Objectives: To evaluate the role of an in vitro drug resistance assay to predict the response to platinum and taxane combination chemotherapy in advanced ovarian and uterine carcinosarcoma.
Methods: We evaluated all patients with FIGO stage II-IV ovarian and FIGO stage III-IV uterine carcinosarcoma, who received platinum and taxane chemotherapy after initial cytoreductive surgery between January 1, 1995 and March 31, 2008. Cases that received neoadjuvant chemotherapy were excluded. Patient demographics, clinicopathologic data, response to chemotherapy, and follow-up outcomes were abstracted from the medical records. In vitro drug resistance assay results (Extreme Drug Resistance [EDR] Assay, Oncotech Inc, Tustin, CA) were evaluated. Response to chemotherapy was then compared with the assay results.
Results: There were 51 cases in which in vitro drug resistance assay results were available, of which 17 (33.3%) received combination chemotherapy with platinum and taxane. For these 17 cases, the primary site of disease was ovary in 12 cases and uterus in the other 5 cases. Overall response rate for these 17 cases was 70.6%. Chemotherapy response in the presence of EDR to at least 1 of the 2 drugs (EDR-PT) was significantly lower than non-EDR-PT (37.5% vs. 100%, P = 0.009). Sensitivity, specificity, positive predictive value, and negative predictive value for chemotherapy response in non-EDR-PT were 75%, 100%, 100%, and 62.5%, respectively. EDR-PT showed a significantly lower progression-free survival (1-year progression-free survival rate, 28.6% vs. 100%, P = 0.01) and overall survival (5-year overall survival rate, 26.9% vs. 57.1%, P = 0.033).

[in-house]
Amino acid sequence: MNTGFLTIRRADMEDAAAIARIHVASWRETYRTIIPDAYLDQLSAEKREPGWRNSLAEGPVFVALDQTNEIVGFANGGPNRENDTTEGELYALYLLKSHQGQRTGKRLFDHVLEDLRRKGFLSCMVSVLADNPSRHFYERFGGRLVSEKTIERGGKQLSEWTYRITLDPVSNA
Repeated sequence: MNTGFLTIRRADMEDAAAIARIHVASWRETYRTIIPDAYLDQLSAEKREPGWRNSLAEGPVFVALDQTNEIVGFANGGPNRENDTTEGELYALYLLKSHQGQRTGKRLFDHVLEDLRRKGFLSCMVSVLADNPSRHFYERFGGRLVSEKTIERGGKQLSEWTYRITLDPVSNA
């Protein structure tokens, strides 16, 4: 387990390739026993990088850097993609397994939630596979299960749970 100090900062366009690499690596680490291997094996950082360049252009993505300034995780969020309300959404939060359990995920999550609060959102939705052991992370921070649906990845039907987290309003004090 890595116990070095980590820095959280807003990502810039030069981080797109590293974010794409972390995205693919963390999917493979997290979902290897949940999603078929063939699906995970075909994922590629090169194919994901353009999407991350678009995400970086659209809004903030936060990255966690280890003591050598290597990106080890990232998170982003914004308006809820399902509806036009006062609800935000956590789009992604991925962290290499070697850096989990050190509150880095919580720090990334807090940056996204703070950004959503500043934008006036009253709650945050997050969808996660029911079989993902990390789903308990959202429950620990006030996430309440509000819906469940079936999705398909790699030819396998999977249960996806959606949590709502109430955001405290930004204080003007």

Conclusions: Use of an in vitro drug resistance assay was a feasible test to predict the chemotherapy response and survival outcome in advanced ovarian and uterine carcinosarcoma.